This study was meant to show how exposure to police related stress is associated with increased risk for physical

This study was meant to show how exposure to police related stress is associated with increased risk for physical, psychological and personal problems. The study talked about certain coping mechanisms that were used to deal with stress and the negative outcomes it produced. Participants included 201 police officers from small departments (one hundred or fewer officers) from Pennsylvania. The anonymous surveys included a 25 Item Law Enforcement Officer Stress Survey that measured health problems, self-esteem and domestic abuse. They also reported 12 healthy and unhealthy ways to deal with stress . Stress was directly linked to an increased risk for health problems, low self-esteem, and domestic problems at home. Unhealthy coping mechanisms like substance abuse, unhealthy eating and lack of support both from the department and family members were associated with officers’ reports of police stressors.
I found this article beneficial due to the fact that it was different from my last two article critiques. Current research results showed that the most common coping mechanism used by police officers is not always associated with improvements in results. The researchers of this study believed employee assistance programs for officers with stress should focus on anger management and how to deal with it. The outcome of this study showed there were no major differences is stress levels between white male officers who were educated compared to to non white, uneducated officers. There was a big difference in the amount of higher stress levels reported among unmarried officers compared to married officers.
This study related to my research question because it talked about the link between stress and work environment. Out of the 201 officers who were given then survey 75 did not respond. The main goal of the study was to see if police stressors reported by the 201 officers were associated with increased risk for physical, psychological and personal negative outcomes. The survey showed that officers with higher exposure to police stressors were at greater risk for all four negative outcomes examined. They reported more health problems, self-esteem issues, domestic problems, and more aggression to their co-workers.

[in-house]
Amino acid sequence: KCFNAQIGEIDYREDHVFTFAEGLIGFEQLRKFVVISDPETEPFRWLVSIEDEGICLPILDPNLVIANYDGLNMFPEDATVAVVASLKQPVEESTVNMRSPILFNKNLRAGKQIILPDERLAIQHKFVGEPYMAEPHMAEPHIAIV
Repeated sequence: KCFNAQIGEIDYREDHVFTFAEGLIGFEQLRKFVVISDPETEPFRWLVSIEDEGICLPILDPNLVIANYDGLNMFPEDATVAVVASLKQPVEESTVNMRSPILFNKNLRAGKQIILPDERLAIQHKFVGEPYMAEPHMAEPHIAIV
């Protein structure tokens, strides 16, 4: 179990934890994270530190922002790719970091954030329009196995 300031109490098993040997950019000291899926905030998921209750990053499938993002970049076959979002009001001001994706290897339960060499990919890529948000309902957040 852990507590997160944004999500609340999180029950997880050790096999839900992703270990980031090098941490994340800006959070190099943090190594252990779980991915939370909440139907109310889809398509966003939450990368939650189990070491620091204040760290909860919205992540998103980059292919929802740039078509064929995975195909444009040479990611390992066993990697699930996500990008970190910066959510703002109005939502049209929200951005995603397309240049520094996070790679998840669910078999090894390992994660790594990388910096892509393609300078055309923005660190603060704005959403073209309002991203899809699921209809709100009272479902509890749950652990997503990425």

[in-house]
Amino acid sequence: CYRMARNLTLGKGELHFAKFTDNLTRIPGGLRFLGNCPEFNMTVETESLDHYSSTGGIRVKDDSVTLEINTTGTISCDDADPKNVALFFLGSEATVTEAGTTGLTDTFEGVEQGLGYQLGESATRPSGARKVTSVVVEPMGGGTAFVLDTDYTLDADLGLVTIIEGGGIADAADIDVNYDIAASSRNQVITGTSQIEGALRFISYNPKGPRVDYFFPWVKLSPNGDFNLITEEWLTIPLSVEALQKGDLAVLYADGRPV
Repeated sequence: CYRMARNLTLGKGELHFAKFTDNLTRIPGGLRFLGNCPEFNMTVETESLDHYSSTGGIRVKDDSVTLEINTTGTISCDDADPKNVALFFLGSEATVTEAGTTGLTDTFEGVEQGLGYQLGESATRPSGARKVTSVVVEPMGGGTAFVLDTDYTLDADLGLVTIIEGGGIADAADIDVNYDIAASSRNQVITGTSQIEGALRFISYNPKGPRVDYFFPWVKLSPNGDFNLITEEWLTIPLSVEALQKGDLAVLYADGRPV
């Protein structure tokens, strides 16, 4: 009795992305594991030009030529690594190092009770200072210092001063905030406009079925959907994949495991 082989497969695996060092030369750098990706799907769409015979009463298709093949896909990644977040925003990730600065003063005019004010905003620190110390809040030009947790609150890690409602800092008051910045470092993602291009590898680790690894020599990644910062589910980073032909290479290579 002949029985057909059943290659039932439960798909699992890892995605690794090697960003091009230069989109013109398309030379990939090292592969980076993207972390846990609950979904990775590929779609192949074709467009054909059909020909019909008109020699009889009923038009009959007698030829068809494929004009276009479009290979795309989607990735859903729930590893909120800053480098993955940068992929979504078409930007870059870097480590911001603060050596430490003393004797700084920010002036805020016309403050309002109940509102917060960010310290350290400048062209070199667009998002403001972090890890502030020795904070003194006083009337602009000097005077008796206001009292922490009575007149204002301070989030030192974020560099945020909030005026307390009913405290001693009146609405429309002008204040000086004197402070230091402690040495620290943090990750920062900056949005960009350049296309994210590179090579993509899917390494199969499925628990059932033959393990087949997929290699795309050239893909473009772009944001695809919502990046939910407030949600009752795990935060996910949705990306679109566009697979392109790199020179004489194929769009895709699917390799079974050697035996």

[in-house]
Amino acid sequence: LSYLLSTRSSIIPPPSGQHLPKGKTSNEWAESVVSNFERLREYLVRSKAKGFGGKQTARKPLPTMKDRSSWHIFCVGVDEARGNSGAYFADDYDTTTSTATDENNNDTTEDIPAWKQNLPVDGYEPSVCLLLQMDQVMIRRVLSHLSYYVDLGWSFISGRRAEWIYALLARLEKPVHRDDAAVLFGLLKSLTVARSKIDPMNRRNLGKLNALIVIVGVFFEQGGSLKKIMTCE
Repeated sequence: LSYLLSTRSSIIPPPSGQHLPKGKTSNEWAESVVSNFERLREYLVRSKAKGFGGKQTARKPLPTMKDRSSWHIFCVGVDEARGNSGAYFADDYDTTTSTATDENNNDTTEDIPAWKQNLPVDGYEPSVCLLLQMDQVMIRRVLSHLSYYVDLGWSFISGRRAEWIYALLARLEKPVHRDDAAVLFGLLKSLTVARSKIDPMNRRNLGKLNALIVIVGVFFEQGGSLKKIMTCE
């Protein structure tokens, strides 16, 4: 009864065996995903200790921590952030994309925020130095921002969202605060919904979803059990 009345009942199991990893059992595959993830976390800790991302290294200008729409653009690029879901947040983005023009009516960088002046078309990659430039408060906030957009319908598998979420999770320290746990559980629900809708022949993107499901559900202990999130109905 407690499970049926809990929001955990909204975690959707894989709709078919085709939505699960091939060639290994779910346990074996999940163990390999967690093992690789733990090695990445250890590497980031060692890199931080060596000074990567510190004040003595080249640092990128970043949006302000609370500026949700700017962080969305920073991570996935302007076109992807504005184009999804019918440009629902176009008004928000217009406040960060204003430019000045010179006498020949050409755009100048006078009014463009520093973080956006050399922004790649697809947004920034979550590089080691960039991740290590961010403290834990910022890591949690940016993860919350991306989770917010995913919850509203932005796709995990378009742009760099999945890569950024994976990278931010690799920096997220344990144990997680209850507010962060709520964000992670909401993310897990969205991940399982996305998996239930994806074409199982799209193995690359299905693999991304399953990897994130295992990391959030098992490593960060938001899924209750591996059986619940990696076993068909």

This article did test my research question and confirmed my hypothesis that job related stress leads to negative effects. I found the same results in my last two articles listed above. Results from the present study suggest the same pattern as previous studies relating to stress, effects, and coping mechanisms. I found that this study did have a couple of limitations. First, out of the 201 surveys, 75 officers did not respond which hindered the results. The second limitation I found was the study didn’t really discuss the causes of the stress and the outcomes. For example it did not state if stress caused unhealthy eating or fighting with their loved ones. A final limitation was the survey participants were mostly white males from small departments in Pennsylvania. A future study could be conducted in a larger more ethnic department to see if the stress levels were the same. Results from the present study suggest that anger management or anger expression skills should be the focus of employee assistance programs.